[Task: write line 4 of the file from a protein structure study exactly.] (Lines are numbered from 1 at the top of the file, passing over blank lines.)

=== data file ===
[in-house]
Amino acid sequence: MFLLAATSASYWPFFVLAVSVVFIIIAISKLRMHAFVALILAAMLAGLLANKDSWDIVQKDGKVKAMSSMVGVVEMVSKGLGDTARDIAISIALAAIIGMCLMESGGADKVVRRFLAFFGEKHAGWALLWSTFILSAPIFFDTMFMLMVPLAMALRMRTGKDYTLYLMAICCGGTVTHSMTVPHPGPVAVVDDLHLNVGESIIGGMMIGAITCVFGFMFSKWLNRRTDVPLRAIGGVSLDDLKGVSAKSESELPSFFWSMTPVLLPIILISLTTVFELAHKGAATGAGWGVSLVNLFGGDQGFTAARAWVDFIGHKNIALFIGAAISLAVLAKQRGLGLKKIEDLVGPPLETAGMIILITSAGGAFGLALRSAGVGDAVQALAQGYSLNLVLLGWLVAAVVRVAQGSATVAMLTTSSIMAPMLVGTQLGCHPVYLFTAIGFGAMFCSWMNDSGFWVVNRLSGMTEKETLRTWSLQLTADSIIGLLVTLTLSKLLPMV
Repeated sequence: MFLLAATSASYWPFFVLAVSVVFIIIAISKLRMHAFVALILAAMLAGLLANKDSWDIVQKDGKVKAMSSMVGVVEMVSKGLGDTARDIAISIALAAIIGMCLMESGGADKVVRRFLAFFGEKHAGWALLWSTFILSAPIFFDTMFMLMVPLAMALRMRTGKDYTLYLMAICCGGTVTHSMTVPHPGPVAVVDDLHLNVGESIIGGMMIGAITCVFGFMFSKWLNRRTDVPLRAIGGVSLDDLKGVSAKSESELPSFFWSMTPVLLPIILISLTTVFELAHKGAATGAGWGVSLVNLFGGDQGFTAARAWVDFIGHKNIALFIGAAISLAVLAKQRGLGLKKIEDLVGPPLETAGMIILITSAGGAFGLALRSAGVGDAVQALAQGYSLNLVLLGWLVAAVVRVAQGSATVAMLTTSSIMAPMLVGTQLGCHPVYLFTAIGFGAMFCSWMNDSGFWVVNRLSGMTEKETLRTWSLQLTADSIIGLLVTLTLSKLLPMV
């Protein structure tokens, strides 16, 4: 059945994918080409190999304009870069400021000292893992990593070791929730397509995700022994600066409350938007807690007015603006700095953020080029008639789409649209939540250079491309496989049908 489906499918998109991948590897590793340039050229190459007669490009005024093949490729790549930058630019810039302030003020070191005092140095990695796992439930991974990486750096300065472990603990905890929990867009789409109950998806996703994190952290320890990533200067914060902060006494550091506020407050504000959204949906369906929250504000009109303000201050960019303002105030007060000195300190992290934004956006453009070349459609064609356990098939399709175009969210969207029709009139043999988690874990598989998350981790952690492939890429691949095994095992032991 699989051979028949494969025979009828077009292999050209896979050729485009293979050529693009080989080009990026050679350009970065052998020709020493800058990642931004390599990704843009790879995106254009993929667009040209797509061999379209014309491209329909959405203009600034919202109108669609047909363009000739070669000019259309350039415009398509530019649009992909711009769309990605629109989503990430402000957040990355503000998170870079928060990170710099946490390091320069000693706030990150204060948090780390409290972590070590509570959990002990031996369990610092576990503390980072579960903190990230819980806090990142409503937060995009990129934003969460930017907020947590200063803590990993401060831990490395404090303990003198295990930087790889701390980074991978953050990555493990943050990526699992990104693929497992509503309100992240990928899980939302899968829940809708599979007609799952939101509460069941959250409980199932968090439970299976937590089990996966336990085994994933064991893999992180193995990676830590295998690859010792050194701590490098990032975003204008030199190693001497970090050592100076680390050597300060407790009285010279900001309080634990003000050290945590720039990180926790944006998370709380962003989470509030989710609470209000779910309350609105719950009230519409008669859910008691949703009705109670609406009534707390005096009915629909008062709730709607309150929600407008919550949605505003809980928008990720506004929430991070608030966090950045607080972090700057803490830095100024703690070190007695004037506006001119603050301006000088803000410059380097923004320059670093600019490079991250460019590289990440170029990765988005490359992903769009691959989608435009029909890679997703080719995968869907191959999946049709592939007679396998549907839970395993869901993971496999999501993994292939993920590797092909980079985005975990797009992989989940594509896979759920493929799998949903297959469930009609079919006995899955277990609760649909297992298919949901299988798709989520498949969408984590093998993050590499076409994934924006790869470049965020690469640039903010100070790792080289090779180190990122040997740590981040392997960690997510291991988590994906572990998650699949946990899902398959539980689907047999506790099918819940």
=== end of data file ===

């Protein structure tokens, strides 16, 4: 059945994918080409190999304009870069400021000292893992990593070791929730397509995700022994600066409350938007807690007015603006700095953020080029008639789409649209939540250079491309496989049908 489906499918998109991948590897590793340039050229190459007669490009005024093949490729790549930058630019810039302030003020070191005092140095990695796992439930991974990486750096300065472990603990905890929990867009789409109950998806996703994190952290320890990533200067914060902060006494550091506020407050504000959204949906369906929250504000009109303000201050960019303002105030007060000195300190992290934004956006453009070349459609064609356990098939399709175009969210969207029709009139043999988690874990598989998350981790952690492939890429691949095994095992032991 699989051979028949494969025979009828077009292999050209896979050729485009293979050529693009080989080009990026050679350009970065052998020709020493800058990642931004390599990704843009790879995106254009993929667009040209797509061999379209014309491209329909959405203009600034919202109108669609047909363009000739070669000019259309350039415009398509530019649009992909711009769309990605629109989503990430402000957040990355503000998170870079928060990170710099946490390091320069000693706030990150204060948090780390409290972590070590509570959990002990031996369990610092576990503390980072579960903190990230819980806090990142409503937060995009990129934003969460930017907020947590200063803590990993401060831990490395404090303990003198295990930087790889701390980074991978953050990555493990943050990526699992990104693929497992509503309100992240990928899980939302899968829940809708599979007609799952939101509460069941959250409980199932968090439970299976937590089990996966336990085994994933064991893999992180193995990676830590295998690859010792050194701590490098990032975003204008030199190693001497970090050592100076680390050597300060407790009285010279900001309080634990003000050290945590720039990180926790944006998370709380962003989470509030989710609470209000779910309350609105719950009230519409008669859910008691949703009705109670609406009534707390005096009915629909008062709730709607309150929600407008919550949605505003809980928008990720506004929430991070608030966090950045607080972090700057803490830095100024703690070190007695004037506006001119603050301006000088803000410059380097923004320059670093600019490079991250460019590289990440170029990765988005490359992903769009691959989608435009029909890679997703080719995968869907191959999946049709592939007679396998549907839970395993869901993971496999999501993994292939993920590797092909980079985005975990797009992989989940594509896979759920493929799998949903297959469930009609079919006995899955277990609760649909297992298919949901299988798709989520498949969408984590093998993050590499076409994934924006790869470049965020690469640039903010100070790792080289090779180190990122040997740590981040392997960690997510291991988590994906572990998650699949946990899902398959539980689907047999506790099918819940």